Article 5 — Kristen Simmons

2.5/5 stars
Goodreads summary: New York, Los Angeles, and Washington, D.C., have been abandoned.

The Bill of Rights has been revoked, and replaced with the Moral Statutes.

There are no more police—instead, there are soldiers. There are no more fines for bad behavior—instead, there are arrests, trials, and maybe worse. People who get arrested usually don’t come back.

Seventeen-year-old Ember Miller is old enough to remember that things weren’t always this way. Living with her rebellious single mother, it’s hard for her to forget that people weren’t always arrested for reading the wrong books or staying out after dark. It’s hard to forget that life in the United States used to be different.

Ember has perfected the art of keeping a low profile. She knows how to get the things she needs, like food stamps and hand-me-down clothes, and how to pass the random home inspections by the military. Her life is as close to peaceful as circumstances allow.

That is, until her mother is arrested for noncompliance with Article 5 of the Moral Statutes. And one of the arresting officers is none other than Chase Jennings—the only boy Ember has ever loved.

Continue reading

Advertisements

Top Ten Tuesday

toptentuesday

 

 

This week’s Top Ten Tuesday from The Broke and the Bookish is Top Ten Best Beach Reads. I’m not generally one to discriminate between “beach read” and “non-beach read”–I typically just lug along whatever I’m reading at the time–so maybe you don’t consider these to be the best sea- or poolside reading material. It’s just sort of a hodgepodge of books that I either have read by the pool or at the beach, think would be good to read there, or intend to read there on my vacation this year. On y va!

1. Attachments, Rainbow Rowell: I read this by the pool last year and thus I will always consider this a summer book. A relatively quick read with an engrossing, sometimes heartbreaking plot and characters you want to hug and befriend. Now that I’ve read more of her work, I know this is typical Rainbow Rowell. She’s just fantastic with characterization.

2. Eleanor & Park, Rainbow Rowell: Another great one, for all the aforementioned reasons.

3. Tender is the Night,  F. Scott Fitzgerald: I know a lot of people are jumping on the Gatsby train this year because of the movie, and you should do yourself a favor and check out more of Fitzgerald’s work. He is one of my favorite authors and Tender is the Night is one of my favorite of his books. Taking place on the French Riviera in the 1920s, it tells the story of the disintegration of It Couple Dick and Nicole Diver’s marriage, as well as the disillusionment of starlet Rosemary Hoyt.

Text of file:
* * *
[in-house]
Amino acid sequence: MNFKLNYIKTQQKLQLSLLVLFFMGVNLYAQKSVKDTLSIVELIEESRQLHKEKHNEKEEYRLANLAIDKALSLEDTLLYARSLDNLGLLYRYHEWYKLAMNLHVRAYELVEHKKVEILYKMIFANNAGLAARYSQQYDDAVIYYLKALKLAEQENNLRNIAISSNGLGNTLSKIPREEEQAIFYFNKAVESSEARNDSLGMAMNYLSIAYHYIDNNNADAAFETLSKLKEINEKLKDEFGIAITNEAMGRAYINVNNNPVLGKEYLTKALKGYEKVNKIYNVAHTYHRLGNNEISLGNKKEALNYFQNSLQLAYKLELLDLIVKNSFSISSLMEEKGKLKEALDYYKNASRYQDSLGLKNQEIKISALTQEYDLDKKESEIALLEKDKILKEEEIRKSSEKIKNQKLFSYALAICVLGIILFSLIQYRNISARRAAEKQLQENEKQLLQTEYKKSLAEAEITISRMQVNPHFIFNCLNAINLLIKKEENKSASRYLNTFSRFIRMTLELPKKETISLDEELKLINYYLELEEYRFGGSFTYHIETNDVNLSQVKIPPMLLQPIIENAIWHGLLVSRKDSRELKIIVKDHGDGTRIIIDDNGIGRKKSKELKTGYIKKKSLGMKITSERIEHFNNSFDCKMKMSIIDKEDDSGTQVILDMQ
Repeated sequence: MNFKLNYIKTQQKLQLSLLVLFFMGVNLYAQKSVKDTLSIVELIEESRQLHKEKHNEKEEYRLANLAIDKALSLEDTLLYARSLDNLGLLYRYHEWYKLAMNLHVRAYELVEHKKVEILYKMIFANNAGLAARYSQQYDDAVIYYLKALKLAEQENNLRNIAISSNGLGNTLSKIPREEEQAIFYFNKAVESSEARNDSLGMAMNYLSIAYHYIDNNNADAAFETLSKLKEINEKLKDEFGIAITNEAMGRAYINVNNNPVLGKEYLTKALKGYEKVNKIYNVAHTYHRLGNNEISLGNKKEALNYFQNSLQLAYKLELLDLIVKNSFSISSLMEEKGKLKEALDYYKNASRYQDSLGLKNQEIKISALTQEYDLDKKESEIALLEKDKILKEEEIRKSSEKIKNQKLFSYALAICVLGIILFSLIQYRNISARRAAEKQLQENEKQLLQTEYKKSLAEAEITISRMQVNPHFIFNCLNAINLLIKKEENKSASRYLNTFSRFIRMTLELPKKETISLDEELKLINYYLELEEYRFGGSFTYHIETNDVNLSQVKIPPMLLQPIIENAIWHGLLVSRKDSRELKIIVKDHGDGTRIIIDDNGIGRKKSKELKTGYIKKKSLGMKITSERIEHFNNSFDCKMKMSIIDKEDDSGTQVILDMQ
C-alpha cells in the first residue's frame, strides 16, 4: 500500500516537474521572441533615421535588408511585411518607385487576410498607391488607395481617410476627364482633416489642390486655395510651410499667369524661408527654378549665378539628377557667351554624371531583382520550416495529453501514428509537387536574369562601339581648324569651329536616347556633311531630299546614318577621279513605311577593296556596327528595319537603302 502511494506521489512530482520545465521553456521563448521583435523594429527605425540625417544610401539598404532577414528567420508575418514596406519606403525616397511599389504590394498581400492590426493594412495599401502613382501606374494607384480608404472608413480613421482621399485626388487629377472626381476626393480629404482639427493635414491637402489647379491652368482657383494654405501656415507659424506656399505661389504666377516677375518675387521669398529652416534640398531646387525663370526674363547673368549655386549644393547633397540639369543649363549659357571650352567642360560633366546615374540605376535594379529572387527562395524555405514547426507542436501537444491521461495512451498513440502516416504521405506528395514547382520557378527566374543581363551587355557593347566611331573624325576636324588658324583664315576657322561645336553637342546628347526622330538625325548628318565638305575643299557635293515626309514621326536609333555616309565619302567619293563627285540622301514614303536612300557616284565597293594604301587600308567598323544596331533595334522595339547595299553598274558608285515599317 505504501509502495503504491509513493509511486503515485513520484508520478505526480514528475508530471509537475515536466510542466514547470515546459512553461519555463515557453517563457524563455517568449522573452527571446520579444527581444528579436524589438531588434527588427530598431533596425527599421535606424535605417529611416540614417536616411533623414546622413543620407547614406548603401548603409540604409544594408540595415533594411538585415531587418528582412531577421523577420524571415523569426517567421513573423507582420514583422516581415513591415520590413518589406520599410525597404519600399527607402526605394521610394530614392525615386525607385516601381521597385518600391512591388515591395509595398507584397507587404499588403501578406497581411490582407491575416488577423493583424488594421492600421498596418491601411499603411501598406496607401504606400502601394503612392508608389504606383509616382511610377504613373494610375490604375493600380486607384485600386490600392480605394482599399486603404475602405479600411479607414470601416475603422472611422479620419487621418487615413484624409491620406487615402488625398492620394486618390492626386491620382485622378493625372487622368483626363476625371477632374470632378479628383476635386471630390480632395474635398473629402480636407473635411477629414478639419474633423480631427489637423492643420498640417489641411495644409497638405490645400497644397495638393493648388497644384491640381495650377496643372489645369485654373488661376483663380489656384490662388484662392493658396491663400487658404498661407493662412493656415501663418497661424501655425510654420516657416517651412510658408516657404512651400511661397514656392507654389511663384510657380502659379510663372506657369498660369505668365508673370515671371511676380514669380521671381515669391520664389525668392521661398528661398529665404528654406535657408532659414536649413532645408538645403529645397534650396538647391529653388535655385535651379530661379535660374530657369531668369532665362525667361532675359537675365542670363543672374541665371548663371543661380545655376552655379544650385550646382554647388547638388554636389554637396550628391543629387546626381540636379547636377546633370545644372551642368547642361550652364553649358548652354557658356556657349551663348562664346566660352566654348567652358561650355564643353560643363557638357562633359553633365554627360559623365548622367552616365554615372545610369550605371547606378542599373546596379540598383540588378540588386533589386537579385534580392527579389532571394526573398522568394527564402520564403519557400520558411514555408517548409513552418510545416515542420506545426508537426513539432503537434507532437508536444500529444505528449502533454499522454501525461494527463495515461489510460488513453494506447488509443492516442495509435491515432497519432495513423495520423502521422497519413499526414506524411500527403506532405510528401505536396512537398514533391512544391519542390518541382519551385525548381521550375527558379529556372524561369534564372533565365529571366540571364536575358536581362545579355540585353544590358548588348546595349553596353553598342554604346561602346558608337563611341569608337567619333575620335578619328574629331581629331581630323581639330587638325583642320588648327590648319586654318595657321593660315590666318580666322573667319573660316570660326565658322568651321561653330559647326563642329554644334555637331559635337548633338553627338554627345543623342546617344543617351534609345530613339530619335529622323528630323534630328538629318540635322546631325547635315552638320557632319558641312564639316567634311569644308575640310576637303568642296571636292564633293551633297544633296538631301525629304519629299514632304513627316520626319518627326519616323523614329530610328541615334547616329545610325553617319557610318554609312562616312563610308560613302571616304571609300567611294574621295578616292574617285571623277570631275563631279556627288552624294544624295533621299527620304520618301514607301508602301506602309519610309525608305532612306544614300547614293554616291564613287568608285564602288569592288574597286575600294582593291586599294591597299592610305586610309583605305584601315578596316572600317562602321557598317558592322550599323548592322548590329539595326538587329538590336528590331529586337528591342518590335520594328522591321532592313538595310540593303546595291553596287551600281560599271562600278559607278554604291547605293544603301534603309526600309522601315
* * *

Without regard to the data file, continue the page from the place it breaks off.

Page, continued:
4. Let’s Pretend This Never Happened: A Mostly True Memoir, Jenny Lawson: This book is quite honestly one of the most hilarious things I’ve ever read. Only read it it public if you aren’t ashamed of unbridled laughter.

5. Pride and Prejudice, Jane Austen: I read this for the first time on the beach so again, this is a summer read to me. Froth, fun, romance–why not?

6. The Lost Girl, Sangu Mandanna: I would read this in a box. I would read this with a fox. I would read this here or there. I would read this anywhere (including the beach).

7. Good for You, Tammara Webber: This is the third book in Webber’s Between the Lines series, so you have to read Between the Lines and Where You Are to get to this one… but it is definitely the strongest of the three out so far, and the final installment, Here Without You, will be released in time for my beach trip in August. I sense a series reread and some pretending my eyes are just watering because I got sand in them.

8. Is Everyone Hanging Out Without Me? (And Other Concerns), Mindy Kaling: Another hilarious memoir. Mindy and I would most likely be BFFs IRL.

9. Going Too Far, Jennifer Echols: My main gripe with Jennifer Echols’ books is that the resolutions seem to come about so abruptly. This one, however, is a fun, quick read and full of zany characters and witty repartee.

10. The Awakening, Kate Chopin: If you read it you will understand why I consider it “beachy.”

When We Wake — Karen Healey

4/5 stars
Goodreads summary: Sixteen-year-old Tegan is just like every other girl living in 2027—she’s happiest when playing the guitar, she’s falling in love for the first time, and she’s joining her friends to protest the wrongs of the world: environmental collapse, social discrimination, and political injustice.

But on what should have been the best day of Tegan’s life, she dies—and wakes up a hundred years later, locked in a government facility with no idea what happened.

The future isn’t all she had hoped it would be, and when appalling secrets come to light, Tegan must make a choice: Does she keep her head down and survive, or fight for a better world?

Award-winning author Karen Healey has created a haunting, cautionary tale of an inspiring protagonist living in a not-so-distant future that could easily be our own.

Continue reading